North Macedonia’s Eurovision 2021 representative Vasil Garvanliev announced several details about his entry, including the song title “Here I Stand,” earlier today.

Vasil wrote the melody and the lyrics to “Here I Stand,” which is being produced by Borche
Kuzmanovski and Davor Jordanovski.

In his announcement of “Here I Stand,” Vasil said that this is a very personal entry to him.

“In the middle of the chaos and whirlwind of disappointments last year, I wrote “Here I Stand” in one breath without any specific aim or focus,” said Vasil. “I think it rose out of one of those special and rare moments in life when you are at one with yourself: able to let emotions flow in their purest form without self-judgment, freely and sincerely.”

In another personal touch, “Here I Stand” features backing vocals by former members of the Chicago Childrens’ Choir, of which Vasil was a member as a child.

“Here I Stand” will also have orchestral backing. The orchestra parts are being recorded at the FAME Studio in Skopje, North Macedonia.

Vasil’s production and arrangement team is different from his Eurovision 2020 team for “You.” Vasil sought the help of Borche Kuzmanovski, keyboardist for famed Macedonian rock band Nokaut, and an experienced songwriter and producer in North Macedonia. As with Vasil himself, most of Davor Jordanovski’s career was spent in Canada. Jordanovski has over twenty years experience as a songwriter and working on film and television soundtracks.

Last year, Vasil was to represent North Macedonia at Eurovision 2020 with “You.”

Born in Strumica, Vasil found fame at a young age performing at the Golden Nightingale Festival. He also had a hit song in 1994 with the song “Marionka.”

Vasil moved to the United States with his family in 2002 and intended to pursue training in opera. However, in 2003 he lost his opera scholarship as his family were deported from the United States.

As he told Zenski Magazin, “We all went to different sides. My mother in Milan, my father in Toronto, my mother returned to Macedonia, and my brother to Bulgaria. I had not seen my parents and my brother in over a year. My father then came to Milan, he wanted to continue working from Italy, he had his own company, he drove a truck. We met for only an hour, and then I moved to Toronto, determined to build my music career there. A year later, my dad died in a car accident, driving a truck. It was terrible, none of us had an Italian visa, mine was expired, we couldn’t identify my father’s body. It happened at the beginning of August, and the remains were brought to Macedonia only at the end of August. The following year, 2005, my grandmother died in Strumica, too, and she died in a car accident. Soon after, my grandfather died.”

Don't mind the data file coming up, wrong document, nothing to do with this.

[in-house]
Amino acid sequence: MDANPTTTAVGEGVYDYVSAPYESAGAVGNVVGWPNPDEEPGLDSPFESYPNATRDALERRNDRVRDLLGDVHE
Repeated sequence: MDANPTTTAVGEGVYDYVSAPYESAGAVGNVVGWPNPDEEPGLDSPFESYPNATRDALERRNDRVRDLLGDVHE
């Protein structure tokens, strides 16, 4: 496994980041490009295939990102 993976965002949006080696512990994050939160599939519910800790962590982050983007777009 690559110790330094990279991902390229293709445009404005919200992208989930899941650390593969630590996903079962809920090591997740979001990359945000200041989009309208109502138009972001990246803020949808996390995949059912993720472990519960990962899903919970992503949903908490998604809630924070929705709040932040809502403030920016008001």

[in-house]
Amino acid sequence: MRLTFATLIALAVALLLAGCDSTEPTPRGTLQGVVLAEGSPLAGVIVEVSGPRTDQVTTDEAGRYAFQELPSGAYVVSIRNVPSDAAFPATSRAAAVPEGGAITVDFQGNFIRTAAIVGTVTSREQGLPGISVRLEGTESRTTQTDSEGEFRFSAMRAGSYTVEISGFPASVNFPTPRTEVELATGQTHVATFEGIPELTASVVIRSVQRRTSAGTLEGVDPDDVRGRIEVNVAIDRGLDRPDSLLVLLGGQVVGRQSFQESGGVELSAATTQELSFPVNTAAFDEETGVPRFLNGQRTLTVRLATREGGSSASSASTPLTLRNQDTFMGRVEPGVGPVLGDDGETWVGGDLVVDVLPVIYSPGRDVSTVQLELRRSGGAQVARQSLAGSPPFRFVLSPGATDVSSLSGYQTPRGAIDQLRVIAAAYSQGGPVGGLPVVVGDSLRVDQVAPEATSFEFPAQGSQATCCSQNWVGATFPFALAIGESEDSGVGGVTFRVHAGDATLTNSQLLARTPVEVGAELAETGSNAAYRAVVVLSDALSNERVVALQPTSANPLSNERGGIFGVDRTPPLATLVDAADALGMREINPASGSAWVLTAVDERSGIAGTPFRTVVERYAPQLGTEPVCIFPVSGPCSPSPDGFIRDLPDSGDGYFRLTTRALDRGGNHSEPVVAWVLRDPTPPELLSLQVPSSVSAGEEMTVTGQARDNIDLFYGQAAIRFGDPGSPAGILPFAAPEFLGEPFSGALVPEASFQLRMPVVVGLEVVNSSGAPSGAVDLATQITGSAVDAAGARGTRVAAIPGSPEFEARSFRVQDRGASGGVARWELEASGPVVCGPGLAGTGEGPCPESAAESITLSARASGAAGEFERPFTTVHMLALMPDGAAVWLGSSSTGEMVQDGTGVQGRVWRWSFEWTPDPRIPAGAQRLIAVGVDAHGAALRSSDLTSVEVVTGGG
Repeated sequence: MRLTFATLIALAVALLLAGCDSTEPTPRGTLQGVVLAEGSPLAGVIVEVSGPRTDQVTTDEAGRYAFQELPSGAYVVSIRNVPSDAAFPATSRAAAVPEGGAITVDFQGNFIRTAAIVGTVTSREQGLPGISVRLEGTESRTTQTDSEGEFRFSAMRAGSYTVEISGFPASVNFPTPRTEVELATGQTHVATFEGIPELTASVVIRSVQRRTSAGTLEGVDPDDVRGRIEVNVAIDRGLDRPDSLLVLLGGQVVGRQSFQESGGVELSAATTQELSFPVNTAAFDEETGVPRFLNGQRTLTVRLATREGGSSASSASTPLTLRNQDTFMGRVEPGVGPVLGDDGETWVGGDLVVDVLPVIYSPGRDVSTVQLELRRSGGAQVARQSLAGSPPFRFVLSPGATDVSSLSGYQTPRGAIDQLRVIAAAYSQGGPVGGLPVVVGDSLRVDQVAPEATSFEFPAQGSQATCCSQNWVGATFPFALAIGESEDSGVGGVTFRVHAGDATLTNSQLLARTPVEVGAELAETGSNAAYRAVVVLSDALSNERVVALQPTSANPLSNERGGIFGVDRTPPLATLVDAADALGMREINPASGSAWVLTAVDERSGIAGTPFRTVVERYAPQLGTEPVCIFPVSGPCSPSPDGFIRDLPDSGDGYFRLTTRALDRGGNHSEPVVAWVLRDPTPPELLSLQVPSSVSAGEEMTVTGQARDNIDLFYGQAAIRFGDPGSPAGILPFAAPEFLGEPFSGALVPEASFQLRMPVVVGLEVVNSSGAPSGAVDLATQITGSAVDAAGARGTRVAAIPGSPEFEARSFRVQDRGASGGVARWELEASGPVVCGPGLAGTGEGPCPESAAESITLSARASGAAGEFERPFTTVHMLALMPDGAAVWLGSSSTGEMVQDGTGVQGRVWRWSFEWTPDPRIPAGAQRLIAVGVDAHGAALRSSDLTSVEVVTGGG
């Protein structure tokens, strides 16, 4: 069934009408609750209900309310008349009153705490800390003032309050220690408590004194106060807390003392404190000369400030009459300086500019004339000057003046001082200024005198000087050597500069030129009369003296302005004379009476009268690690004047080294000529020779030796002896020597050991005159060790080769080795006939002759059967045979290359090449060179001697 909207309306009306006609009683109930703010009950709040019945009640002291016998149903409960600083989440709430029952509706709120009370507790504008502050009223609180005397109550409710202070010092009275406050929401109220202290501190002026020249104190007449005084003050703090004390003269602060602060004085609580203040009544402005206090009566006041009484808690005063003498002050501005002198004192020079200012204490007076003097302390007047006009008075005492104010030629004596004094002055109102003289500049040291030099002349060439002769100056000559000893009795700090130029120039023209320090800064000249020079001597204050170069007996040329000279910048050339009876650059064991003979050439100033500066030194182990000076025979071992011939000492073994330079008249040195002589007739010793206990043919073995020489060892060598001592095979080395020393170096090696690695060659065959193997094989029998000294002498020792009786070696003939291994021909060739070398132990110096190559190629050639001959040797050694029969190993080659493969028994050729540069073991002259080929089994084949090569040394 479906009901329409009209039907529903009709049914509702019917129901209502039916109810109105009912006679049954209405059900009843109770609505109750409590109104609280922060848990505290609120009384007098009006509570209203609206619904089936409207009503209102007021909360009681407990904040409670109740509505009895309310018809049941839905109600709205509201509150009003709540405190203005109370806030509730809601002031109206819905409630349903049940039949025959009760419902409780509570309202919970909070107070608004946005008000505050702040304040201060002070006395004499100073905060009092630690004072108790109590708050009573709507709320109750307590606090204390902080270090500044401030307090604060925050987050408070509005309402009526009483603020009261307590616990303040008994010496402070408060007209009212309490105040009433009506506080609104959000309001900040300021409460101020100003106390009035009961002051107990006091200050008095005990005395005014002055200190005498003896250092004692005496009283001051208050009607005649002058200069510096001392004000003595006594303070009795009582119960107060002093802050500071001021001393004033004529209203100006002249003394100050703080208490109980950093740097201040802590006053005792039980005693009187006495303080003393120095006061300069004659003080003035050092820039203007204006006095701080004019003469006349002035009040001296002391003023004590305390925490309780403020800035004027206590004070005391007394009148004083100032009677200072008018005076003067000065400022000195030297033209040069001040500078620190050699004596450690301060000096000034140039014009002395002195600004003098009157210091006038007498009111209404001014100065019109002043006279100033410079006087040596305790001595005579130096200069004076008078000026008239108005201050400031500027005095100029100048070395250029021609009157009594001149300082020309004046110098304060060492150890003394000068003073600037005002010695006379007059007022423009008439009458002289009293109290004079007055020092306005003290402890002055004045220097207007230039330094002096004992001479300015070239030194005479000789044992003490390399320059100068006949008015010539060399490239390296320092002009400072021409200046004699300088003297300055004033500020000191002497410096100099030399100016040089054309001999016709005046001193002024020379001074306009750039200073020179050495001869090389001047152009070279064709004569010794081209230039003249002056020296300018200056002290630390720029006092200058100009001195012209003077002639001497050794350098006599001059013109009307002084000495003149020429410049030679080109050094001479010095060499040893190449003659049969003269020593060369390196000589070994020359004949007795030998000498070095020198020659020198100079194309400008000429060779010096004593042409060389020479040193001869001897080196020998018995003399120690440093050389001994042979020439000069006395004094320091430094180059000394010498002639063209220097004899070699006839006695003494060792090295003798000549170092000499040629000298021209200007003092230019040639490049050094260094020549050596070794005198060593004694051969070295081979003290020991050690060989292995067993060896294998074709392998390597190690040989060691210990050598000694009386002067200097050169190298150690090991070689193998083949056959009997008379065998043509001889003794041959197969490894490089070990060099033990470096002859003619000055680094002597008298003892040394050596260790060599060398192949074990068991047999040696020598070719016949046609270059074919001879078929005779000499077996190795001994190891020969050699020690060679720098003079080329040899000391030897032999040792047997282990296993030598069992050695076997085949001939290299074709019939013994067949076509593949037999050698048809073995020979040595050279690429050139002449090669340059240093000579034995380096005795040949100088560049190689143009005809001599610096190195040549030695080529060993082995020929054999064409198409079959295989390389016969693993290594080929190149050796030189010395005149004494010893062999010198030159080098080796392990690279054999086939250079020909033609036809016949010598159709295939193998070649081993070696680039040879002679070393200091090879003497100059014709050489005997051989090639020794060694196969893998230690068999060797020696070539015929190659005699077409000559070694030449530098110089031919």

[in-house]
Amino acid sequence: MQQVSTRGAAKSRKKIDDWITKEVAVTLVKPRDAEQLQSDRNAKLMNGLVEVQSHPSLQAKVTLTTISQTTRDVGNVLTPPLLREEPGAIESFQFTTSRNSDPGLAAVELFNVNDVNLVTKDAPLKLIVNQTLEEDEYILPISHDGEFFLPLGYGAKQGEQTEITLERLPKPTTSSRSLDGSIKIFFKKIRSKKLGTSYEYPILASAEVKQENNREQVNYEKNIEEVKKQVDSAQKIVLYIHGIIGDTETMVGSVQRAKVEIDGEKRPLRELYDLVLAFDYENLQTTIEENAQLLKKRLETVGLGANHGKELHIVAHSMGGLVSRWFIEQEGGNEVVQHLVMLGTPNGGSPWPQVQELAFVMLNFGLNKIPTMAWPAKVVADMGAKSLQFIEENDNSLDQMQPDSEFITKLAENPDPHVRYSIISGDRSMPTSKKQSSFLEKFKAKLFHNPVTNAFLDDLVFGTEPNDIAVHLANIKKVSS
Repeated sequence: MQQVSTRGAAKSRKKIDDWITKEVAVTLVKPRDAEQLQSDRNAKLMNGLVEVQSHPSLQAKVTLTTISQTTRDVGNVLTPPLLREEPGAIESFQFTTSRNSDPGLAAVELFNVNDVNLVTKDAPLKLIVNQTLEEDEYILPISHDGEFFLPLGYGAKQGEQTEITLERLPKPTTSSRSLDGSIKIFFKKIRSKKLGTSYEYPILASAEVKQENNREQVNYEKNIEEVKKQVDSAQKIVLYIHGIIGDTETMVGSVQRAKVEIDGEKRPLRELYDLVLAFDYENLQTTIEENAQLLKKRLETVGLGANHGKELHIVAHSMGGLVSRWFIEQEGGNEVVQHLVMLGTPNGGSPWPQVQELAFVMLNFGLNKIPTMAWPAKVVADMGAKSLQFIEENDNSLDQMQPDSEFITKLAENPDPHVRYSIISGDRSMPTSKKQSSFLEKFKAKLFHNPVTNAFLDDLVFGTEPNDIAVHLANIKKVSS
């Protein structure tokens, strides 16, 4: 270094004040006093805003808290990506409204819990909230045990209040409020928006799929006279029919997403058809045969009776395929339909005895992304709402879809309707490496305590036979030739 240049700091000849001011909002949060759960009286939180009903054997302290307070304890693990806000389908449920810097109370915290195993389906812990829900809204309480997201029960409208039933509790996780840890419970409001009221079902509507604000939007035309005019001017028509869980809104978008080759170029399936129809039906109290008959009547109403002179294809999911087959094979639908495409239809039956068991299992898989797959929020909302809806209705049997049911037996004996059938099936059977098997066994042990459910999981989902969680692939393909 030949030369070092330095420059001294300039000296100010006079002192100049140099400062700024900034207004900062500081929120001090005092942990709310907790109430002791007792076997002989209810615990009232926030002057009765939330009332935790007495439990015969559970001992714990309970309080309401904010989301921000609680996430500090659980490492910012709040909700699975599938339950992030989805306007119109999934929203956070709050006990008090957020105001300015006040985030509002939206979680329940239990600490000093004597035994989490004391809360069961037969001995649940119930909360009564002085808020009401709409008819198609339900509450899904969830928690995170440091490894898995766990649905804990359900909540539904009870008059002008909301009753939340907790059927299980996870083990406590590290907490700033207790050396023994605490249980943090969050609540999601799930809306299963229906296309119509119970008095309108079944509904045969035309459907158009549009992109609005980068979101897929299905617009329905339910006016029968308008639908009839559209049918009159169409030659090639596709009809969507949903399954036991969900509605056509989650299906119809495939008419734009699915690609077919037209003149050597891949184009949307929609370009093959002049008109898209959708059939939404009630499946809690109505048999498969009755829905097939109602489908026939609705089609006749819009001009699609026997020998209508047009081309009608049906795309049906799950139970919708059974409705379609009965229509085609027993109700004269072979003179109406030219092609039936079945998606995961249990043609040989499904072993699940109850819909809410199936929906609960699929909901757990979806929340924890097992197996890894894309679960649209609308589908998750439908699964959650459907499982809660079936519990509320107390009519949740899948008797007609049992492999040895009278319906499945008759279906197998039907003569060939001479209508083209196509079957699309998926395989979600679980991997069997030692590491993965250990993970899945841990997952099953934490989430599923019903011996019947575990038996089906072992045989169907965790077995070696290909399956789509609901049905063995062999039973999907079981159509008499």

Despite these difficulties, Vasil not only persevered but triumphed, building a formidable reputation as one of Canada’s best baritone soloists. From “Candide” to “Ruckert Lieder” to “Don Giovanni,” Vasil racked up awards in critically acclaimed performances across Canada.

But Vasil felt the call of home, and returned to North Macedonia with the intent of pursuing a career there. Composer and producer Sasa Dragic brought him to Belgrade, Serbia, to begin work on music that sought to blend his operatic training with modern pop, and upon release the combination worked.

Since their debut in 1998 (though Kaliopi would have made the nation’s debut at Eurovision 1996 if not for the infamous audio only pre-contest elimination), North Macedonia’s highest placing was Todevska and “Proud.”

Are #YOU glad to see Vasil make a stand again for North Macedonia? Did #YOU like his 2020 entry “You” and hope that “Here I Stand” is similar? Let us know in the comments below, in our forum, and on our social media.

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